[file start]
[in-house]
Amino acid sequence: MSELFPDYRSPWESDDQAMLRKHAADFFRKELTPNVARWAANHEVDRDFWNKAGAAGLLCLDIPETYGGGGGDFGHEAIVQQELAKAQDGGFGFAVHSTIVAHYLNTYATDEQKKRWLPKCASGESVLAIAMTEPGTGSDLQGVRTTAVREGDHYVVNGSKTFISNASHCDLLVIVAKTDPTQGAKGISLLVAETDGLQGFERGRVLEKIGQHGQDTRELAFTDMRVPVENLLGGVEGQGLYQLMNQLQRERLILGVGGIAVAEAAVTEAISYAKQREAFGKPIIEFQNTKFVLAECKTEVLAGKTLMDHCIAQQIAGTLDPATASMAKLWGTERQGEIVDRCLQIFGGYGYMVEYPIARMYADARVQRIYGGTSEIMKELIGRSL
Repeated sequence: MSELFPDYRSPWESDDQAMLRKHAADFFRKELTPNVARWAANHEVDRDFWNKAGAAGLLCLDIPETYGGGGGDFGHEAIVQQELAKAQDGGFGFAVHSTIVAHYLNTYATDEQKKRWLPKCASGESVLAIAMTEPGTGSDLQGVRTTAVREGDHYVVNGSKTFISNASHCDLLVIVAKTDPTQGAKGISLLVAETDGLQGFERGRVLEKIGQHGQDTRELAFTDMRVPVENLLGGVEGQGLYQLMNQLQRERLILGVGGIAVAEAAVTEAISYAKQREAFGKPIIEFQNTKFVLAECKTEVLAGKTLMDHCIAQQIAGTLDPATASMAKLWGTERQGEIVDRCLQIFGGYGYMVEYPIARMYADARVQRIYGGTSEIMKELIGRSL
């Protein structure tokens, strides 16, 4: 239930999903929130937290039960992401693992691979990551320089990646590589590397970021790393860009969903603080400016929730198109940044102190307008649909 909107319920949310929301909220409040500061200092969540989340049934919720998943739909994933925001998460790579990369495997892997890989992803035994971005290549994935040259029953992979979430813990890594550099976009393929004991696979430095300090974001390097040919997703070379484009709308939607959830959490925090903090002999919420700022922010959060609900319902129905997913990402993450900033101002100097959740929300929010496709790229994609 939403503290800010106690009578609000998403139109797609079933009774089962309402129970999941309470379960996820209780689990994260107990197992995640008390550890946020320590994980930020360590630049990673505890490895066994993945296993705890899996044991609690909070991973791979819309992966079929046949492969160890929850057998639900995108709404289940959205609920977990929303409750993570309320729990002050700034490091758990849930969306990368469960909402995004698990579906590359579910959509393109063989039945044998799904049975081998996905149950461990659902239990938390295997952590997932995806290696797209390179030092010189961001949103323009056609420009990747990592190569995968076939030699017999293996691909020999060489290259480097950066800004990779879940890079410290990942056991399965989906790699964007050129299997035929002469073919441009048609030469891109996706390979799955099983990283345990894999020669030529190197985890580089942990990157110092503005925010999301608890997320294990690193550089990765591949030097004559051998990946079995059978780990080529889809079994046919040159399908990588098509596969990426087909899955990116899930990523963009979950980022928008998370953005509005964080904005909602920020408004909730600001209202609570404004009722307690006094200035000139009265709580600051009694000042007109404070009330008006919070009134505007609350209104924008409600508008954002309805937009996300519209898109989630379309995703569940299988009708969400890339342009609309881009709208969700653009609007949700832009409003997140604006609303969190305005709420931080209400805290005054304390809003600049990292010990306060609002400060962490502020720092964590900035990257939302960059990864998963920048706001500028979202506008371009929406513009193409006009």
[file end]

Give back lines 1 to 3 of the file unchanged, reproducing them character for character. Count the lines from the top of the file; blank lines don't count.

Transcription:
[in-house]
Amino acid sequence: MSELFPDYRSPWESDDQAMLRKHAADFFRKELTPNVARWAANHEVDRDFWNKAGAAGLLCLDIPETYGGGGGDFGHEAIVQQELAKAQDGGFGFAVHSTIVAHYLNTYATDEQKKRWLPKCASGESVLAIAMTEPGTGSDLQGVRTTAVREGDHYVVNGSKTFISNASHCDLLVIVAKTDPTQGAKGISLLVAETDGLQGFERGRVLEKIGQHGQDTRELAFTDMRVPVENLLGGVEGQGLYQLMNQLQRERLILGVGGIAVAEAAVTEAISYAKQREAFGKPIIEFQNTKFVLAECKTEVLAGKTLMDHCIAQQIAGTLDPATASMAKLWGTERQGEIVDRCLQIFGGYGYMVEYPIARMYADARVQRIYGGTSEIMKELIGRSL
Repeated sequence: MSELFPDYRSPWESDDQAMLRKHAADFFRKELTPNVARWAANHEVDRDFWNKAGAAGLLCLDIPETYGGGGGDFGHEAIVQQELAKAQDGGFGFAVHSTIVAHYLNTYATDEQKKRWLPKCASGESVLAIAMTEPGTGSDLQGVRTTAVREGDHYVVNGSKTFISNASHCDLLVIVAKTDPTQGAKGISLLVAETDGLQGFERGRVLEKIGQHGQDTRELAFTDMRVPVENLLGGVEGQGLYQLMNQLQRERLILGVGGIAVAEAAVTEAISYAKQREAFGKPIIEFQNTKFVLAECKTEVLAGKTLMDHCIAQQIAGTLDPATASMAKLWGTERQGEIVDRCLQIFGGYGYMVEYPIARMYADARVQRIYGGTSEIMKELIGRSL